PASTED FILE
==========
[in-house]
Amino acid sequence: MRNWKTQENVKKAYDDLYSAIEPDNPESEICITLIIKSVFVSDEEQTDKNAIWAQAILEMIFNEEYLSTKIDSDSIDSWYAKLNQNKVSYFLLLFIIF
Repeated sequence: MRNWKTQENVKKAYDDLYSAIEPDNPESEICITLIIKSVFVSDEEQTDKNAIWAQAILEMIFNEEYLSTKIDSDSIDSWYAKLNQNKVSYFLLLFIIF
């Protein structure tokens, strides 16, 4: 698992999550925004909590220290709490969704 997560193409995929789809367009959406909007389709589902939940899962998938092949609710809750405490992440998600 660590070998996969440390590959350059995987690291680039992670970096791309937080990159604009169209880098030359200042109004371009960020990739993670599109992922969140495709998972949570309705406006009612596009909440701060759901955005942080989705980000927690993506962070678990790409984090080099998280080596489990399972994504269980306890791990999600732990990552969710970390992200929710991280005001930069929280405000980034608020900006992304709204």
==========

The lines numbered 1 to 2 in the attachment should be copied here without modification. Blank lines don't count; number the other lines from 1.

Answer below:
[in-house]
Amino acid sequence: MRNWKTQENVKKAYDDLYSAIEPDNPESEICITLIIKSVFVSDEEQTDKNAIWAQAILEMIFNEEYLSTKIDSDSIDSWYAKLNQNKVSYFLLLFIIF